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A cybersecurity firm has uncovered alarming evidence that a once-popular Android screen recording app, “iRecorder — Screen Recorder,” had been secretly spying on its users. This app had amassed tens of thousands of downloads on Google Play before it was discovered to contain malicious code. The firm, ESET, found that the app introduced this code as an update almost a year after its initial listing, enabling it to surreptitiously gather audio recordings, documents, web pages, and media files from users’ devices. In this article, we delve into the details of this concerning incident and shed light on the actions users should take to protect themselves.
ESET researchers named the malicious code “AhRat,” a customized version of the open-source remote access trojan AhMyth. Remote access trojans are notorious for exploiting the broad access they have to victims’ devices, enabling activities that resemble spyware and stalkerware. Initially, when the iRecorder app was launched in September 2021, it did not contain any malicious features.
However, the situation changed when the app’s developer pushed the AhRat code as an update to existing users and new users who downloaded the app from Google Play. Following the update, the app covertly accessed users’ microphones, allowing it to upload a minute of ambient audio every 15 minutes to a server controlled by the malware’s operator. The app also extracted various types of data, including documents, web pages, and media files. Surprisingly, the audio recording functionality appeared legitimate since the app already required access to the microphone for capturing screen recordings.
Once the malicious activities of the iRecorder app were discovered, Google promptly removed it from Google Play. However, by that time, the app had amassed over 50,000 downloads, highlighting the potential scale of the security breach. It is crucial for users who have installed this app to delete it immediately from their devices to mitigate the risk of further privacy violations.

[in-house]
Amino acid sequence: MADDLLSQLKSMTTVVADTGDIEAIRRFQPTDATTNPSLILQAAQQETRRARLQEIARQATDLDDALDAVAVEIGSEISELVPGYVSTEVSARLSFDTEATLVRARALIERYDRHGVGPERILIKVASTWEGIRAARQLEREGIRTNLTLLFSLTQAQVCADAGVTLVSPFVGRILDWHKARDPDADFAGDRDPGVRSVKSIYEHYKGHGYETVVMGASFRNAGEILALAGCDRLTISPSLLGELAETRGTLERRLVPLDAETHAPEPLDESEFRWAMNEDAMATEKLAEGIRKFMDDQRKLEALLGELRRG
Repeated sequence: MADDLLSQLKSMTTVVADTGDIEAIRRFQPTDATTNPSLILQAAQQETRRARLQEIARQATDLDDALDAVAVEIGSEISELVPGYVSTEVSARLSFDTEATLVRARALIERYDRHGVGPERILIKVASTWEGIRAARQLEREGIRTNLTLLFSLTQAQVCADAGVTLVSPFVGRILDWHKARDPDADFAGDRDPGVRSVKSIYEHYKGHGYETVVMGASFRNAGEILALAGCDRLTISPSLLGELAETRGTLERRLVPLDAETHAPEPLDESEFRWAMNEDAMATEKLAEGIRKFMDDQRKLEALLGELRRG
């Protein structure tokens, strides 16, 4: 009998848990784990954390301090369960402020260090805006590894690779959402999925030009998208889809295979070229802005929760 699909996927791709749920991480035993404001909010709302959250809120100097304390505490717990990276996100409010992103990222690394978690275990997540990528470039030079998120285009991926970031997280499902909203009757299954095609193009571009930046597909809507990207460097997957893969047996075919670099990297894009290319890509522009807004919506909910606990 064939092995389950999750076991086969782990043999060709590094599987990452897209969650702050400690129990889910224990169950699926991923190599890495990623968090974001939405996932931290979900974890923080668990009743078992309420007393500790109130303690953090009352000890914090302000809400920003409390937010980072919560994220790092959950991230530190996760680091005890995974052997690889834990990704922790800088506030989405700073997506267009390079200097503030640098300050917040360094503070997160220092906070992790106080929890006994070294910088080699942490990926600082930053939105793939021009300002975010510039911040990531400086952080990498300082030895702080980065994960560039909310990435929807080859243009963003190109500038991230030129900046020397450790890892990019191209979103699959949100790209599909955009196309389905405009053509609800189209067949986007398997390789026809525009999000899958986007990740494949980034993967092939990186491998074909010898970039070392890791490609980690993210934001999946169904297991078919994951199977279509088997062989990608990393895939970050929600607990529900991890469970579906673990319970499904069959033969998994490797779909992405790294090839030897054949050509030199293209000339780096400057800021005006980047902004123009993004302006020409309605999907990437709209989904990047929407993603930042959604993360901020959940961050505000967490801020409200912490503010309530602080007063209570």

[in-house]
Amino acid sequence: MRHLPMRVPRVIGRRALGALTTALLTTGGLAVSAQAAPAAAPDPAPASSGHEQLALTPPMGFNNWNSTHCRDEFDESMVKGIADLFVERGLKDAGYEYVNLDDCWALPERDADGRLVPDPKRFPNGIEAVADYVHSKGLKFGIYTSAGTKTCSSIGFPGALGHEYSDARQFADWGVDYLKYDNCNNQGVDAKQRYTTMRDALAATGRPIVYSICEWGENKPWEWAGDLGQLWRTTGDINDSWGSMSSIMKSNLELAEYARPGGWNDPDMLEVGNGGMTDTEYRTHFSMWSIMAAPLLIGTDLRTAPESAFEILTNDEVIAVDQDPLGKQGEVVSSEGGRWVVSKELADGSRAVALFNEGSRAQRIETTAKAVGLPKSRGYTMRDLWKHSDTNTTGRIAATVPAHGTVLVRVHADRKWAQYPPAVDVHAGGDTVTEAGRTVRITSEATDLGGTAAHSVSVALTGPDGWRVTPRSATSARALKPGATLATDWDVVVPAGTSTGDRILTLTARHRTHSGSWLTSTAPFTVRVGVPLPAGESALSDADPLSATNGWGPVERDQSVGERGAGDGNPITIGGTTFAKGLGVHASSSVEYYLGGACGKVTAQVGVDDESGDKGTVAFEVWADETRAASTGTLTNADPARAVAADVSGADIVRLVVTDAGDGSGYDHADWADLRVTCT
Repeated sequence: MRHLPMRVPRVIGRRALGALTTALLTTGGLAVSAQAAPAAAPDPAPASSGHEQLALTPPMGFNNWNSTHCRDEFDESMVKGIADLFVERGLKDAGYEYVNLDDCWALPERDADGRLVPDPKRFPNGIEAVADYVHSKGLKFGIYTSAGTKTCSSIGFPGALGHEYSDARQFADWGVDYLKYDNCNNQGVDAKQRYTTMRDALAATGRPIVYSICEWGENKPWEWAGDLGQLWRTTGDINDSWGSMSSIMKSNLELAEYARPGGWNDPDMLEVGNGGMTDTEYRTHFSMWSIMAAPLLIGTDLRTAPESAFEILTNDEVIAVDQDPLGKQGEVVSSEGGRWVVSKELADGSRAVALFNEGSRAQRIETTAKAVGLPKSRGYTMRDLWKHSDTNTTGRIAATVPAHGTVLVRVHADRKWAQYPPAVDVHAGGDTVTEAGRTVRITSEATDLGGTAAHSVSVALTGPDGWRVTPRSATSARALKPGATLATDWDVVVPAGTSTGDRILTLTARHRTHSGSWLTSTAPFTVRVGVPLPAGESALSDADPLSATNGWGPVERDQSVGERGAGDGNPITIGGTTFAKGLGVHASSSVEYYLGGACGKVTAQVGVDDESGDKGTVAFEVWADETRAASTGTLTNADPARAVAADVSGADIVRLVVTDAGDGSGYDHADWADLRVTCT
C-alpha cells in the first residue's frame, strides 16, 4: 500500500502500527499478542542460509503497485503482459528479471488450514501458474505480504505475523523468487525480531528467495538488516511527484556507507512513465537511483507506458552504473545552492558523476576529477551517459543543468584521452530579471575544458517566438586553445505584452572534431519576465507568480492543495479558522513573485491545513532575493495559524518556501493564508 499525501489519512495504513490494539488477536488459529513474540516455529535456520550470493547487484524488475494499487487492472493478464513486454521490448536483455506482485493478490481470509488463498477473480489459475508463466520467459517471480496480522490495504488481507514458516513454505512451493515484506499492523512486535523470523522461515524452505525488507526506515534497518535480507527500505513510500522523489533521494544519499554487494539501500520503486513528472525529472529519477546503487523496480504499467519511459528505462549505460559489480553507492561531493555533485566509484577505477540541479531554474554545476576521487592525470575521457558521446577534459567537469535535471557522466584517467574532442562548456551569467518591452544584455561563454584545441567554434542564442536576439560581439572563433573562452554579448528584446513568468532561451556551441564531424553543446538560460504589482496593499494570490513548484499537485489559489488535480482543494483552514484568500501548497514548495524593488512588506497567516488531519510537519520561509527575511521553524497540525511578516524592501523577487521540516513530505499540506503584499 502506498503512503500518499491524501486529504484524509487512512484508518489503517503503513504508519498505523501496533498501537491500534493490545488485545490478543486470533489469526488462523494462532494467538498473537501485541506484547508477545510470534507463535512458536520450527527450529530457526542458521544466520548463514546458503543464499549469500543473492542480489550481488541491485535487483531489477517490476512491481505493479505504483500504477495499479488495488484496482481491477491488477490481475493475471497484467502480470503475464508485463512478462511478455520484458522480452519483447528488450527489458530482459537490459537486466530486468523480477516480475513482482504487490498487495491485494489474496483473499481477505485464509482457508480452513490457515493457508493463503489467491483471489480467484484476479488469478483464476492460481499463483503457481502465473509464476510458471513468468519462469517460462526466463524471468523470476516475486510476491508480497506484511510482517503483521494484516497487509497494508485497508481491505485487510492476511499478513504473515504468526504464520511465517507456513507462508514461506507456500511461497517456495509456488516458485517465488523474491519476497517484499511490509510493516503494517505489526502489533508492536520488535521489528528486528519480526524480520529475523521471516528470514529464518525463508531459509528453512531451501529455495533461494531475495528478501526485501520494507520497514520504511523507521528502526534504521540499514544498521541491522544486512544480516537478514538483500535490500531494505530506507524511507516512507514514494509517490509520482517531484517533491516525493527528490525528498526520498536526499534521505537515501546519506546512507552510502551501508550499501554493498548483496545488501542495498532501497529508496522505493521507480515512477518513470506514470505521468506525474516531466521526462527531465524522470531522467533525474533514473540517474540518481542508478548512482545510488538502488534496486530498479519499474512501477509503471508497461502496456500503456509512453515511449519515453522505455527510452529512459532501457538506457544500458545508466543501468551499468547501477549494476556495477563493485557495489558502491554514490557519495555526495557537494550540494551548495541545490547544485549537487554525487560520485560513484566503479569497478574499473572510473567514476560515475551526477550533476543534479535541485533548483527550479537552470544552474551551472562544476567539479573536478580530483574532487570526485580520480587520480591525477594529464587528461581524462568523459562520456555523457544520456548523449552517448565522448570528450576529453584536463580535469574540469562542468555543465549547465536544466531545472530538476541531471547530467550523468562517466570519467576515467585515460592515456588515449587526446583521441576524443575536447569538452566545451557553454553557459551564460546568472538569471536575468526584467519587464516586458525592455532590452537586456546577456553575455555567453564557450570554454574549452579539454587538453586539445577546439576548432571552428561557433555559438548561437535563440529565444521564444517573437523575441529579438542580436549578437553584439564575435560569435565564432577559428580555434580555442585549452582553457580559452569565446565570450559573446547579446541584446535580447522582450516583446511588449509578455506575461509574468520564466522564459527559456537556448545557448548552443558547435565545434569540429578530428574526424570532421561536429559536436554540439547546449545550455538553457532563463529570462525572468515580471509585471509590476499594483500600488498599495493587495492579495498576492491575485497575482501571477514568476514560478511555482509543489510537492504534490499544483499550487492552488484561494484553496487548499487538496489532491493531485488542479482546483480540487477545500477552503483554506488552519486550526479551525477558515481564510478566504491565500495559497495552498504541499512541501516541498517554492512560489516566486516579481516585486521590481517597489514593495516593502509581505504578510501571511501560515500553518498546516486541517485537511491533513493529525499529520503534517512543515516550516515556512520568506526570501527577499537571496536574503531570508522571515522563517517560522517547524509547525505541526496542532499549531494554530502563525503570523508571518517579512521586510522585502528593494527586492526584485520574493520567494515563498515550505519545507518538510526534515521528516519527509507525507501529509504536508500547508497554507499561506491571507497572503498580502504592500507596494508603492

The origins of the malicious code remain unknown. It is unclear whether the developer was responsible or if someone else injected the code into the app. The security researcher who uncovered the malware, Lukas Stefanko from ESET, believes that this malicious code is likely part of a broader espionage campaign. Espionage campaigns typically involve hackers collecting information on specific targets for various purposes, including government-sponsored operations or financially motivated activities. Stefanko noted that it is uncommon for developers to introduce malicious code after such a significant time delay, making this incident particularly concerning.
Instances of malicious apps infiltrating app stores are not unheard of, and AhMyth has previously found its way into Google Play. Both Google and Apple employ measures to screen apps for malware before listing them for download, often taking proactive steps to remove apps that pose risks to users. In fact, Google reported blocking over 1.4 million privacy-violating apps from reaching Google Play last year. Despite these efforts, the discovery of iRecorder’s spying capabilities serves as a reminder that vigilance is necessary when downloading apps, even from reputable sources.
The revelation of the iRecorder app’s secret spying activities has raised significant concerns about user privacy and app store security. With tens of thousands of downloads, this incident highlights the potential reach and impact of such malicious apps. Users should remain cautious and exercise due diligence when downloading apps, promptly removing any suspicious or untrustworthy applications from their devices. Staying informed about the evolving threats and adopting security best practices can help ensure a safer mobile experience for everyone.